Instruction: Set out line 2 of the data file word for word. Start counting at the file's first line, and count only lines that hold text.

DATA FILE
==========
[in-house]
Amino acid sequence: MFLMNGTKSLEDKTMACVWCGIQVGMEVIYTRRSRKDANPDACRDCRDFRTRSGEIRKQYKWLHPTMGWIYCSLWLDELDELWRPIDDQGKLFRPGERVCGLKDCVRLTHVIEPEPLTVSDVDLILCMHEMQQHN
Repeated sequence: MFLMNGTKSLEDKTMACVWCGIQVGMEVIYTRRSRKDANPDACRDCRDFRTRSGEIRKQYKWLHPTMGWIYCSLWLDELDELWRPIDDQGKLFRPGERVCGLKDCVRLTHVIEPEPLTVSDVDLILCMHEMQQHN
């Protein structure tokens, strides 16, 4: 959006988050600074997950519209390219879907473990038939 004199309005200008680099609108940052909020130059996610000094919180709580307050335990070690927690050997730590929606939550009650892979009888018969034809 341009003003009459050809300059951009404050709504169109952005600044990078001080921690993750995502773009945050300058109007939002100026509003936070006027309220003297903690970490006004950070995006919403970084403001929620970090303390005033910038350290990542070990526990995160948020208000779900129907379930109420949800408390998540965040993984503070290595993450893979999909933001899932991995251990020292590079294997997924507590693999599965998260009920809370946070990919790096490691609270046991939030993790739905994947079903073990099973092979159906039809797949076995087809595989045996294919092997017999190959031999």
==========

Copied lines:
Amino acid sequence: MFLMNGTKSLEDKTMACVWCGIQVGMEVIYTRRSRKDANPDACRDCRDFRTRSGEIRKQYKWLHPTMGWIYCSLWLDELDELWRPIDDQGKLFRPGERVCGLKDCVRLTHVIEPEPLTVSDVDLILCMHEMQQHN